Middleton et al (2005) conducted a systematic review of TEMS based on published results through August 2002.2 Three comparative studies, including an RCT, and 55 case series were included. The first area of study was the safety and efficacy in the removal of adenomas. In the RCT, no difference could be detected in the rate of early complications between TEMS (10.3% of 98 patients) and direct local excision (17% of 90 patients) (relative risk, 0.61; 95% CI, 0.29 to 1.29). TEMS resulted in lower local recurrence (6% [6/98]) than direct local excision (22% [20/90]) (relative risk, 0.28; 95% CI, 0.12 to 0.66). The 6% local recurrence rate for TEMS in this trial is consistent with rates found in TEMS case series.

Case Series
Numerous case series of TEMS have evaluated the treatment of rectal adenomas; many included mixed populations of patients with benign and malignant lesions.3-15 Most were retrospective, and a few compared outcomes with other case series of standard excision. These case series offer useful information on the completeness of resection, local recurrence, and complications, but do not provide definitive evidence on the comparative efficacy of this procedure because the comparisons were limited by potential selection bias leading to differences in the patient populations.

Al-Najami et al (2016) reported on longer term follow-up for a prospective cohort study of 280 patients with advanced polyps and early rectal cancer treated with TEMS.16 Most patients (n=163 [63%]) had benign disease. Postoperative complications were more frequent in malignant cases (24.0%) than in benign cases (10.8%; p=0.03). A standard follow-up protocol was followed by 83% and 85% of benign and malignant cases, respectively. Over a mean follow-up of 16.4 and 15.2 months in the benign and malignant groups, recurrence rates were 8.3% and 13.5%, respectively.

Section Summary: Rectal Adenoma(s)
There is a lack of high-quality trials comparing TEMS with standard surgical approaches for removal of rectal adenomas. The available evidence is primarily from single-arm studies and has reported that TEMS can be performed with relatively low complication rates and low recurrence rates. It is not possible to determine the comparative efficacy of TEMS and other surgical approaches with certainty based on the available evidence. Systematic reviews of nonrandomized comparative studies have concluded that the local recurrence rate with TEMS may be lower than for other procedures, but that short-term complication rates may be higher. These conclusions are limited by potential selection bias, leading to differences in the patient populations; in particular, it is possible that patients undergoing TEMS had lower disease severity than patients undergoing standard excision. Therefore, it is not possible to form conclusions about the comparative efficacy of TEMS and alternative approaches.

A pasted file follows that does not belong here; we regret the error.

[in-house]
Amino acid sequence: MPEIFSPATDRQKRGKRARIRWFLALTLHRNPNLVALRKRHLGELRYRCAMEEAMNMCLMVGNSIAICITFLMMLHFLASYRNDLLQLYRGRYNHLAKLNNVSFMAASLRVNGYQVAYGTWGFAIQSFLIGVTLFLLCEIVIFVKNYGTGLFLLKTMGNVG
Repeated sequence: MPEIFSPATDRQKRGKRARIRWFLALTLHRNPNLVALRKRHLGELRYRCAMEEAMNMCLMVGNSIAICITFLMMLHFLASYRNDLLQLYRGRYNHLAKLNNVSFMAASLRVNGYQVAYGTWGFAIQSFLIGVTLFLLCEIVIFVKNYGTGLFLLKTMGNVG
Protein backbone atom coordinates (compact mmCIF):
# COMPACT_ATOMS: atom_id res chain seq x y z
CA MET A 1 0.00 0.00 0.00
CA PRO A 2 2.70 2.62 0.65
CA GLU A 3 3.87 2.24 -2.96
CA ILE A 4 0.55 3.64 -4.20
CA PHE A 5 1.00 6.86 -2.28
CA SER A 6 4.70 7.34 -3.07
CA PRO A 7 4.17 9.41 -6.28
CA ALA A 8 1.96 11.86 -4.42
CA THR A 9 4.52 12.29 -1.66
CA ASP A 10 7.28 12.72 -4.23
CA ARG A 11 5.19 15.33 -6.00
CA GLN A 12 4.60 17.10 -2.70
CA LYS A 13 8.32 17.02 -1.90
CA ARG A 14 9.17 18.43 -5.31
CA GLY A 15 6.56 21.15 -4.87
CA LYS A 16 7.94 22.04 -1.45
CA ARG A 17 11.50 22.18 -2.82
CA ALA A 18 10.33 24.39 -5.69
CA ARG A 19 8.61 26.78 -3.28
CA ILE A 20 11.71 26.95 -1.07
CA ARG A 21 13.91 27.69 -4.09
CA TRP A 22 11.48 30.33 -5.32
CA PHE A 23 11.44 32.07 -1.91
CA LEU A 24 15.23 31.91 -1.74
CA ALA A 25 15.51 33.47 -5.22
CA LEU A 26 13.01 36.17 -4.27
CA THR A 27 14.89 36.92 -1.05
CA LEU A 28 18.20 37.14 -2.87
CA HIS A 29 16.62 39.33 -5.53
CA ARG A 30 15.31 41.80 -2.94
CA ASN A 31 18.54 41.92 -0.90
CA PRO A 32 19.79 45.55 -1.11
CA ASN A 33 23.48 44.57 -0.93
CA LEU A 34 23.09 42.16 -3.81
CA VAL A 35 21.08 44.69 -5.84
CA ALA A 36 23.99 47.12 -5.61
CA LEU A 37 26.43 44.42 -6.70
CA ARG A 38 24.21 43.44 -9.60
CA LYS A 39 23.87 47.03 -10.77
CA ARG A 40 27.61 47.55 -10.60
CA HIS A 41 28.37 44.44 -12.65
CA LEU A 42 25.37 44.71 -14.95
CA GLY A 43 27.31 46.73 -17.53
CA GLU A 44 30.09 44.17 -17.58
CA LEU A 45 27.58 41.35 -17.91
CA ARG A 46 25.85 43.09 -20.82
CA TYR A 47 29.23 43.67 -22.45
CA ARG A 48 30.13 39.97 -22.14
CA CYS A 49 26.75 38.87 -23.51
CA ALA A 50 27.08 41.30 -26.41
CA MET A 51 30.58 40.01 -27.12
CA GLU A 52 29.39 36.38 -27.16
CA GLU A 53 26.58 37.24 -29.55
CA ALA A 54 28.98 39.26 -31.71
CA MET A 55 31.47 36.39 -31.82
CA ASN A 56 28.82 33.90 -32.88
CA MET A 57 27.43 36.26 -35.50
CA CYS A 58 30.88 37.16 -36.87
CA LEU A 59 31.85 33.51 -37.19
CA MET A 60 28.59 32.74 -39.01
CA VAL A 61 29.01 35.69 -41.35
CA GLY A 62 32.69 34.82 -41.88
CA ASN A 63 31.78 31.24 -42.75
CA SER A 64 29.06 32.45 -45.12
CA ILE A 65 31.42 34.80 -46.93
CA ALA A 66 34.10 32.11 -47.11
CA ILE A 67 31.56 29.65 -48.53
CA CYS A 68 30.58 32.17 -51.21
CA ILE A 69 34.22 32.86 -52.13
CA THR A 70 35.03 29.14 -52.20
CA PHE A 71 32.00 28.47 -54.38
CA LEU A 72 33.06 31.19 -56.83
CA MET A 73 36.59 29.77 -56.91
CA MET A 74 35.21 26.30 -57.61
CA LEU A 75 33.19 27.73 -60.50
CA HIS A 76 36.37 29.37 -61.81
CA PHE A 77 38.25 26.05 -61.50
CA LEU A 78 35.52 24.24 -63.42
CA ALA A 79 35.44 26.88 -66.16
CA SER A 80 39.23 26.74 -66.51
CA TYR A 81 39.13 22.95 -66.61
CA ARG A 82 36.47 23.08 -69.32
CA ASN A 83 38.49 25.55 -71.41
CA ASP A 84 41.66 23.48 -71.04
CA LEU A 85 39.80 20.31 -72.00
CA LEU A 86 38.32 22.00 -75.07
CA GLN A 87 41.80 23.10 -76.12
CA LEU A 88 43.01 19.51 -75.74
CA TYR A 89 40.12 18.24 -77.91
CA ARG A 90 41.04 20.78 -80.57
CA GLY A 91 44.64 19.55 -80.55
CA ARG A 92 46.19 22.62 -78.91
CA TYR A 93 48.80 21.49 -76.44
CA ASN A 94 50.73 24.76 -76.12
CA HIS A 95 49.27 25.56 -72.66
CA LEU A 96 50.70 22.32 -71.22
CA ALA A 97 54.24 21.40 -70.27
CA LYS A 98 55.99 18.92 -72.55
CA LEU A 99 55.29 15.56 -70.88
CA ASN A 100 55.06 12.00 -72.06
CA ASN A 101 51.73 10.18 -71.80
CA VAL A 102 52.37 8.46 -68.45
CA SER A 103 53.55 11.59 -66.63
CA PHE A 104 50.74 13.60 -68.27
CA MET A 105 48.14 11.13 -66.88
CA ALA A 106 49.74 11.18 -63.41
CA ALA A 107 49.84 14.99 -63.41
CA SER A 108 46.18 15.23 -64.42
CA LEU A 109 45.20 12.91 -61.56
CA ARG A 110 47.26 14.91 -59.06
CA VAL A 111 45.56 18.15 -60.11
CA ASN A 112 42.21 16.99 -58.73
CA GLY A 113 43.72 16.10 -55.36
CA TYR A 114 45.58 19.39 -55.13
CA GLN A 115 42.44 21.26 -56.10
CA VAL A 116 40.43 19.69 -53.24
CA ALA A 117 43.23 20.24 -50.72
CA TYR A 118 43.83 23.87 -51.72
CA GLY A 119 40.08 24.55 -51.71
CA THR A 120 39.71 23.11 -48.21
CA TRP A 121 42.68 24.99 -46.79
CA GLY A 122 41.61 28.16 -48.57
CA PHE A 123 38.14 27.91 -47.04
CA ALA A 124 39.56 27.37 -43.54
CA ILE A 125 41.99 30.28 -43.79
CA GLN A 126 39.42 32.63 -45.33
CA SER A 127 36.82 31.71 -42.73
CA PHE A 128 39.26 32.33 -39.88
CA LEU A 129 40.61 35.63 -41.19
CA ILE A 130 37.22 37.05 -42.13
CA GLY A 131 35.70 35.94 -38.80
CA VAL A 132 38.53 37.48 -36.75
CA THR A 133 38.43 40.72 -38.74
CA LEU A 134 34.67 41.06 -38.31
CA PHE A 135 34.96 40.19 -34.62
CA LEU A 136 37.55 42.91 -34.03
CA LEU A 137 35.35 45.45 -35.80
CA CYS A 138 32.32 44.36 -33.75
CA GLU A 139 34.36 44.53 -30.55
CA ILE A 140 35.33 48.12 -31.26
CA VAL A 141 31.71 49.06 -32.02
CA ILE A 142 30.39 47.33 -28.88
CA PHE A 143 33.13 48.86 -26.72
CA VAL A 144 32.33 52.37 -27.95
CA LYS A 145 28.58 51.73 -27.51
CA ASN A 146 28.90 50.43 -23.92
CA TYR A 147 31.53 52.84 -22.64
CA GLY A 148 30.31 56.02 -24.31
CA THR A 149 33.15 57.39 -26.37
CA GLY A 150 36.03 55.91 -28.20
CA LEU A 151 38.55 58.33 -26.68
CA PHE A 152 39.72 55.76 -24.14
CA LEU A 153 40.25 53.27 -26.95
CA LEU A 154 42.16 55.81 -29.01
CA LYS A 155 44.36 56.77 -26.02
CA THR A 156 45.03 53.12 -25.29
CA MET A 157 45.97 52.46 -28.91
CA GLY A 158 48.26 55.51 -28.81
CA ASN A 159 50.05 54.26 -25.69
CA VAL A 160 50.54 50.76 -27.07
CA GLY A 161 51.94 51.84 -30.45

Rectal Adenocarcinoma
Systematic Reviews
A meta-analysis by Lu et al (2015) compared TEMS with total mesorectal excision for T1 rectal cancer.17 Studies selected included 1 RCT and 6 non-RCTs (303 treated with TEMS; 557 treated with total mesorectal excision). For the outcome of postoperative recurrence, the rate of local recurrence was higher after TEMS (odds ratio [OR], 4.63; 95% CI, 2.03 to 10.53; p<0.001, I2=0%). For the 6 studies reporting on OS, there were no significant differences between the TEMS and total mesorectal excision groups (OR=0.87; 95% CI, 0.55 to 1.38; p=0.55, I2=0%).

Clancy et al (2015) published a systematic review of the comparative efficacy of TEMS and standard TAE for early rectal cancer.18 Six studies including outcomes for 927 excisions were selected, all of which were nonrandomized. On combined analysis, TEMS had a higher rate of negative surgical margins (OR=5.3; 95% CI 3.2 to 8.7) and a lower rate of recurrence (OR=0.25; 95% CI, 0.15 to 0.40) compared with standard excision. Complication rates did not differ significantly between techniques (OR=1.018; 95% CI, 0.658 to 1.575).